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Severe Storms, Tornadoes Lash Florida Again

el nino

An EF-1 tornado moved through Fort Myers, Florida on Friday morning, causing damage to homes and making it the second tornado to impact heavily-populated portions of southwest Florida in less than a week.

Friday’s tornado was only on the ground for two minutes, but it moved through Fort Myers’ South Pointe neighborhood, tearing roofs off houses and leaving behind a trail of destruction before it lifted after producing winds estimated to be about 100 miles-per-hour (MPH). No injuries were reported with this twister. Last week, however, an EF-2 tornado caused three injuries and damaged nearly 200 homes in nearby Cape Coral, making it the second confirmed tornado to hit Lee County in less than a week.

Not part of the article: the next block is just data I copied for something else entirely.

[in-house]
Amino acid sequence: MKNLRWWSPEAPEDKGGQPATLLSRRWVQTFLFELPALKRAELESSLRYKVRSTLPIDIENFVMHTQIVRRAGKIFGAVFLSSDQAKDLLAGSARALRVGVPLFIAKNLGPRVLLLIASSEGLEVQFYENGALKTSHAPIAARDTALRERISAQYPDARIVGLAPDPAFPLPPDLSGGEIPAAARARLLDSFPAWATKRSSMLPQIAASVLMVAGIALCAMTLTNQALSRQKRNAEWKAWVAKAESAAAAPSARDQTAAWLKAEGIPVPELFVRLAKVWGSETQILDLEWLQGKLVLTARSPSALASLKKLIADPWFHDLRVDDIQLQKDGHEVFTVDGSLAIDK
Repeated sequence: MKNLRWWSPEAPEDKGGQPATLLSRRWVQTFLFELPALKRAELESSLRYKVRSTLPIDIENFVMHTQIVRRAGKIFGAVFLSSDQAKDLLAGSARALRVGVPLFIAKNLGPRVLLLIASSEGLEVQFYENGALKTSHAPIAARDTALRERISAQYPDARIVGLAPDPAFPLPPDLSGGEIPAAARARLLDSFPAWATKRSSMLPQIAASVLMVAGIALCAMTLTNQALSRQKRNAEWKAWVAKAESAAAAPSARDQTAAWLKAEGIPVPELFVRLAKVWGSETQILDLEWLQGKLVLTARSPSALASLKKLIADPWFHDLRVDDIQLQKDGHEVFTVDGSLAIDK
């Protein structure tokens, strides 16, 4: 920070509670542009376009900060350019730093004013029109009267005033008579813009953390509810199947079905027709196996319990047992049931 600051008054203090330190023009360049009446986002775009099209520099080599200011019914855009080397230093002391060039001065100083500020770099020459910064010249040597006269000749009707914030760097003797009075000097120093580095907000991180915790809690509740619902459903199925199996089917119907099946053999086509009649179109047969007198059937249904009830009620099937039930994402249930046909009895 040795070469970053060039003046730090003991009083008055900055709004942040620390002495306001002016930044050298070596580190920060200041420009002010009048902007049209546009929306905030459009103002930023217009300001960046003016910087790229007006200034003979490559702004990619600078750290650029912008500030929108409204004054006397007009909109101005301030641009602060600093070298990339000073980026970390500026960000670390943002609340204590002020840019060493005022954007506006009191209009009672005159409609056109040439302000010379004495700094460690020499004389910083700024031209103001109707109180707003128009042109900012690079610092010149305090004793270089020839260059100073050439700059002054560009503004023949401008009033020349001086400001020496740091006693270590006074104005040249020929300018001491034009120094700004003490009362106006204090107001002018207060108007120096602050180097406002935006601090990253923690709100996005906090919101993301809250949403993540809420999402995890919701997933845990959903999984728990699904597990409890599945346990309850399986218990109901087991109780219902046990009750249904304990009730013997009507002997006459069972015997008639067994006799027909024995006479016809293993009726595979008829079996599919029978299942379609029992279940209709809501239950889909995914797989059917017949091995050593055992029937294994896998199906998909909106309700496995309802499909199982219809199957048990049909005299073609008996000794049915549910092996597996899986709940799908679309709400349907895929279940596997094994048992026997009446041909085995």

More severe storms are forecast for early Sunday morning with another area of low pressure, with the possibility for more tornadoes in central and south Florida, continuing an unusually active pattern for the Sunshine State for what is traditionally the area’s dry season.

El Niño, the warming of sea-surface temperatures in the central Pacific Ocean, is behind this active series of severe weather across the South. The unusually active subtropical jet stream, which is strengthened by El Niño, is transporting vigorous energy from the Pacific and into the region, including repeated bouts of severe weather.

Stay with WeatherNation for the latest on these severe storms.

For WeatherNation: Meteorologist Chris Bianchi

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